The film uses a variety of techniques and is dubbed into English, which results in a slightly disjointed feeling. Two voice-overs are used, an unseen narrator and H.P.Blavatsky herself. Thus we hear about theosophy and HPB’s life whilst looking at scenes from Adyar (Theosophical Society International HQ); the house in Dniepropetrovsk (formerly Ekaterinaslow in Russia, now in Ukraine) where she was born; Buddhist monasteries and monks; the restless sea; skyscapes; Hindu pilgrims; Russian orthodox church services; etc. Some of this has the feel of archive footage.

We are also taken back in time, to the house in Ekaterinaslow. We see the two young Hahn sisters at play, Helena Petrovna (later to become Mme Blavatsky) and Vera (later known as Mme Zhelihovsky). We also see Helena’s cousin, in later life, remembering her as a child; and her sister, in later life, putting the record straight.

Helena in her prime is portrayed by the actress Irena Muraviova, and we see her in the house of her childhood. She speaks direct to camera, as if from the present and with full knowledge of all her life. She speaks of homesickness that never left her, and bitterness at how her name was trampled upon.

We hear how Helena heard of a place in the Himalayas, a city of eternal life, a place where the knowledge of the world is kept, and how she was sure she could reach that place. She did find it, but unfortunately for us she is bound by a vow of silence not to speak of her time there. By the time HPB resurfaces in Russia fifteen years later she has developed her psychic abilities, has played the piano in Paris and London, and can speak several languages. But she is more interested in the mystery behind what we call reality.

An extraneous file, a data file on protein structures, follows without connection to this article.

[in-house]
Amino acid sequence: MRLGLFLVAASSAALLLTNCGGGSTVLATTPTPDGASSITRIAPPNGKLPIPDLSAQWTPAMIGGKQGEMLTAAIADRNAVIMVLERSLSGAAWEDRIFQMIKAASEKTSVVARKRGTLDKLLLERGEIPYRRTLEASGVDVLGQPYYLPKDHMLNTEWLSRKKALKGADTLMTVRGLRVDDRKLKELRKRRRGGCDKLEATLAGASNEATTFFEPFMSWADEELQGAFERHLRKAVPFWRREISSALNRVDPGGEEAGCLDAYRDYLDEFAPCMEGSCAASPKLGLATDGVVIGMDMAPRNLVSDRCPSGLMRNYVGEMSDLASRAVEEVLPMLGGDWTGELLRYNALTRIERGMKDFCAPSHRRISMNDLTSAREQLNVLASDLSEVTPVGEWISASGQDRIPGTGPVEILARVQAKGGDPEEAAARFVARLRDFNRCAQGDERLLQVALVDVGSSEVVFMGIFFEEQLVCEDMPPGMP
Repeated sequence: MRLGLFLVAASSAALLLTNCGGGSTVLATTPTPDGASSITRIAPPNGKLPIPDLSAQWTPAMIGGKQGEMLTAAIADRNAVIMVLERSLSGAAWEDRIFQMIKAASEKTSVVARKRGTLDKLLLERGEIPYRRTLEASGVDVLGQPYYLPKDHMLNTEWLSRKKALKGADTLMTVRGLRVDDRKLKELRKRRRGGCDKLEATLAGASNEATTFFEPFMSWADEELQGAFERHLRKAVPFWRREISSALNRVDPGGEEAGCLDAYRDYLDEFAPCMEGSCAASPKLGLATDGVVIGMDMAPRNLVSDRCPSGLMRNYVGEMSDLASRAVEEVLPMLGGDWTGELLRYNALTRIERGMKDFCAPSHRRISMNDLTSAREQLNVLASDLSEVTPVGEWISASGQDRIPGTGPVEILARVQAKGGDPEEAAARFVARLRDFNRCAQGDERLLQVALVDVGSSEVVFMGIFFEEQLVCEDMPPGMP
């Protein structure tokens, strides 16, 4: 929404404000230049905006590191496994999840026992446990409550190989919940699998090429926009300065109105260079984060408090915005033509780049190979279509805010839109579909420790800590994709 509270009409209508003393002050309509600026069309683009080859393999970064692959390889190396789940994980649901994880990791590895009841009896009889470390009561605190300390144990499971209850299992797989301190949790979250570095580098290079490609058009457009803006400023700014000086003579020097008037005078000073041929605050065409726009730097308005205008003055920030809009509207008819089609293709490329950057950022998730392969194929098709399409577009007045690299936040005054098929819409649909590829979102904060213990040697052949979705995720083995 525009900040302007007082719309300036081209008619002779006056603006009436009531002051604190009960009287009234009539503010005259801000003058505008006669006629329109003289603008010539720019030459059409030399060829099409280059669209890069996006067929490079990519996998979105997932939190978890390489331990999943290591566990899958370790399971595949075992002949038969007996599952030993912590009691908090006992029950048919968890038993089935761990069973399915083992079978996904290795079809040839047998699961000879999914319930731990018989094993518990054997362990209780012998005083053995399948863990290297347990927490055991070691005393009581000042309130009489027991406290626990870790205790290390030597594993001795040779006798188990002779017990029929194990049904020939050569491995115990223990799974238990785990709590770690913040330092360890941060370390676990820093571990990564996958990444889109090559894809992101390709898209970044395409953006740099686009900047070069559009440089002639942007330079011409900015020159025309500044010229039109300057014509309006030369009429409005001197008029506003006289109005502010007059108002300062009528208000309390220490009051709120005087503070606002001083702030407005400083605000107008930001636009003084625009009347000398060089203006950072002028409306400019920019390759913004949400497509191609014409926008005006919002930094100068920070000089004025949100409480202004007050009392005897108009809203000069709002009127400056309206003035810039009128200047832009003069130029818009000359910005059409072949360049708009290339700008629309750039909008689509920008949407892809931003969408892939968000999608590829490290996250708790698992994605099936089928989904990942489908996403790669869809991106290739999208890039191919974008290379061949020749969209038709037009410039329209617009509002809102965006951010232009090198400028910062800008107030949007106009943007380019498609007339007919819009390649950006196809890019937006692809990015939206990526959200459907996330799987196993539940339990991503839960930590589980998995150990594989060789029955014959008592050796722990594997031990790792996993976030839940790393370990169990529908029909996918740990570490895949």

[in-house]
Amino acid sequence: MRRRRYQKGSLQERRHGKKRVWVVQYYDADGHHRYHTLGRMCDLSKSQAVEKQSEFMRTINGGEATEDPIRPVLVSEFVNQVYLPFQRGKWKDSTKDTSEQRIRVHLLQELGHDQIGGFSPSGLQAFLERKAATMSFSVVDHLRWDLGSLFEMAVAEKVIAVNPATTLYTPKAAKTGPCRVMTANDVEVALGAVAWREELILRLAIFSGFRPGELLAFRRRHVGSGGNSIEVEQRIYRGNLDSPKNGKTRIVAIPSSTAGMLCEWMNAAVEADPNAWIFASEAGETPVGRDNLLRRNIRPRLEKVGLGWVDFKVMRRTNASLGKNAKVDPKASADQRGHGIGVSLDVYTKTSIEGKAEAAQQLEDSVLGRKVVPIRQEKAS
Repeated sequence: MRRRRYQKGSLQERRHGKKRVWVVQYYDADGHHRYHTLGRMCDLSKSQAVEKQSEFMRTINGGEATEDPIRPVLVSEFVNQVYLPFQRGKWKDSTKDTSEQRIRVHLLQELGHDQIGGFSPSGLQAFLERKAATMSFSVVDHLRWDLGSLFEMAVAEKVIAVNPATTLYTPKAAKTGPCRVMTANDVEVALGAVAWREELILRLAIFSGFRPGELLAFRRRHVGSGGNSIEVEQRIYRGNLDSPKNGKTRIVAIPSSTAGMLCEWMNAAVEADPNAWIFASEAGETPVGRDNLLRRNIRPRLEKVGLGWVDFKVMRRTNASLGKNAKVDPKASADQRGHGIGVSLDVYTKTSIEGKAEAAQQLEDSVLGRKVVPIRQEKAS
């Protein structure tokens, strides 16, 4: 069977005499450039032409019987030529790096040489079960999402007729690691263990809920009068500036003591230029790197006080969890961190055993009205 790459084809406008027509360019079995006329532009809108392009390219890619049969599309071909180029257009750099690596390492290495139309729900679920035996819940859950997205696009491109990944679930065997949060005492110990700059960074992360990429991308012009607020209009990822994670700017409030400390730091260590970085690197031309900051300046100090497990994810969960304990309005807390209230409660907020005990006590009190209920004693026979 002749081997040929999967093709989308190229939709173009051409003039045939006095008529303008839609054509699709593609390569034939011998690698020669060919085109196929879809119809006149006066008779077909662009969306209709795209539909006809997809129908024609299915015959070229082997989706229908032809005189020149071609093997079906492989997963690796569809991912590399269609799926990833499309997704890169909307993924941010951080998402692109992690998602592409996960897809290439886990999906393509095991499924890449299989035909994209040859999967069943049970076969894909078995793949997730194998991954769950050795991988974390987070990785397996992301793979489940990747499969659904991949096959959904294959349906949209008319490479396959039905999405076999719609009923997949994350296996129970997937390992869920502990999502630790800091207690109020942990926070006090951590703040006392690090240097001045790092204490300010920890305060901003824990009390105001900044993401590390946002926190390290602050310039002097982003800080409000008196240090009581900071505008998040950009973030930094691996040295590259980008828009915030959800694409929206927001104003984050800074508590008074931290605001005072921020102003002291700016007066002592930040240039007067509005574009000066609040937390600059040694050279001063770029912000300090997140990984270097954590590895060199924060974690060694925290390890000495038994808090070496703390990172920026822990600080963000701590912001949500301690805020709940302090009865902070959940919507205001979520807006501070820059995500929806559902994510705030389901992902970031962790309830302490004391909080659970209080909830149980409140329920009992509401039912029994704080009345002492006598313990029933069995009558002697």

She says that ancient knowledge has fed the spiritual hunger of mankind through the ages. As she uncovers this Secret Doctrine it becomes clear to her that all religions have a common source but, she says, not all the secrets can be revealed. Some must be safe-guarded from those who are ignorant.

In a short film there is no space for everybody, and the negative case against HPB is presented by the Russian journalist Vsevelod Soloviov who met her in Paris in 1884. Originally impressed by her he now thinks he was charmed and hypnotised, and rejects all that she stands for as a lie, a deception. Her sister tries to defend her. Helena believed that she would not die with her name covered in mud, but acknowledges: “it might be that my sins are too great”.

Interspersed with the re-enactments, the narrator gives us some basic theosophical teachings, such as :
"when you have found compassion in your heart you have discovered the law of the universe, the essence of eternal harmony, the soul of the world, the light of truth and eternal love."

Overall, the film is a strange affair. I doubt that it would appeal to non-theosophists and yet there isn’t enough of HPB for a devotee. For me the crudely dubbed voices are indistinct, but that might be a reflection on my hearing impediment. Nevertheless, perhaps it should be compulsory viewing at Theosophical Society summer schools and lodge meetings around the world.

The film ends with a beautiful song or chant and that is what stays in my mind; that, and the impression of Helena looking directly at me, amused and yet compelling. The actress has an amazing screen presence.

There is a tinge of sadness, though. HPB believes that her work will be accepted in the 20th century. I’m not sure it was.

Harvey Tordoff
October 2008